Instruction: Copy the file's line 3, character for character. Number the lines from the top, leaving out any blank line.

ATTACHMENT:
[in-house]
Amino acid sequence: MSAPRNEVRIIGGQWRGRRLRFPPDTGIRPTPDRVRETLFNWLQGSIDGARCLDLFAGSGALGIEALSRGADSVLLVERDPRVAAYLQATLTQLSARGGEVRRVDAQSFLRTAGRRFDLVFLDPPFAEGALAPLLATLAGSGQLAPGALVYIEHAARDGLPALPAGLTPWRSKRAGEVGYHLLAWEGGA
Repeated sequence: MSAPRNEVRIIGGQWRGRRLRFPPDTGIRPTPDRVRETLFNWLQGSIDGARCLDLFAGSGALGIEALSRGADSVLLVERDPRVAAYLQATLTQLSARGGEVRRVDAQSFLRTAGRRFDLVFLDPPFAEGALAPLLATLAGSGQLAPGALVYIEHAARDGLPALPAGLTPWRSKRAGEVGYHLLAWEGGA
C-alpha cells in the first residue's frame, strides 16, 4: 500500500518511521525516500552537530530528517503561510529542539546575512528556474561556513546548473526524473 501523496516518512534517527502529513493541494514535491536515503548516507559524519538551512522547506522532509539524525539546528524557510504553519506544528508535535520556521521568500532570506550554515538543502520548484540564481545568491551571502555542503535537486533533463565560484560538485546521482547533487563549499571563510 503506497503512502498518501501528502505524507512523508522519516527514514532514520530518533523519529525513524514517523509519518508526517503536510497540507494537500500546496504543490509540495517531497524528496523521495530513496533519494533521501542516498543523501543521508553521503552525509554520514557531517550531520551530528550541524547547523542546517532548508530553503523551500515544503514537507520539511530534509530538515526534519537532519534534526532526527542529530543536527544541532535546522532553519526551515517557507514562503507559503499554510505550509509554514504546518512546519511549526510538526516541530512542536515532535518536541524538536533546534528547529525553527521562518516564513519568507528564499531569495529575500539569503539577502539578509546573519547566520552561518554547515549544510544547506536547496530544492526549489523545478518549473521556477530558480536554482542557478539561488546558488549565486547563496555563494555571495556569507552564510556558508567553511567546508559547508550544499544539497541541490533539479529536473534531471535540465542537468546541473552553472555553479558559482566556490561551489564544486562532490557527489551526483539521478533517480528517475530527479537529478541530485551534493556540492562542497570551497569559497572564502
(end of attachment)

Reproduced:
Repeated sequence: MSAPRNEVRIIGGQWRGRRLRFPPDTGIRPTPDRVRETLFNWLQGSIDGARCLDLFAGSGALGIEALSRGADSVLLVERDPRVAAYLQATLTQLSARGGEVRRVDAQSFLRTAGRRFDLVFLDPPFAEGALAPLLATLAGSGQLAPGALVYIEHAARDGLPALPAGLTPWRSKRAGEVGYHLLAWEGGA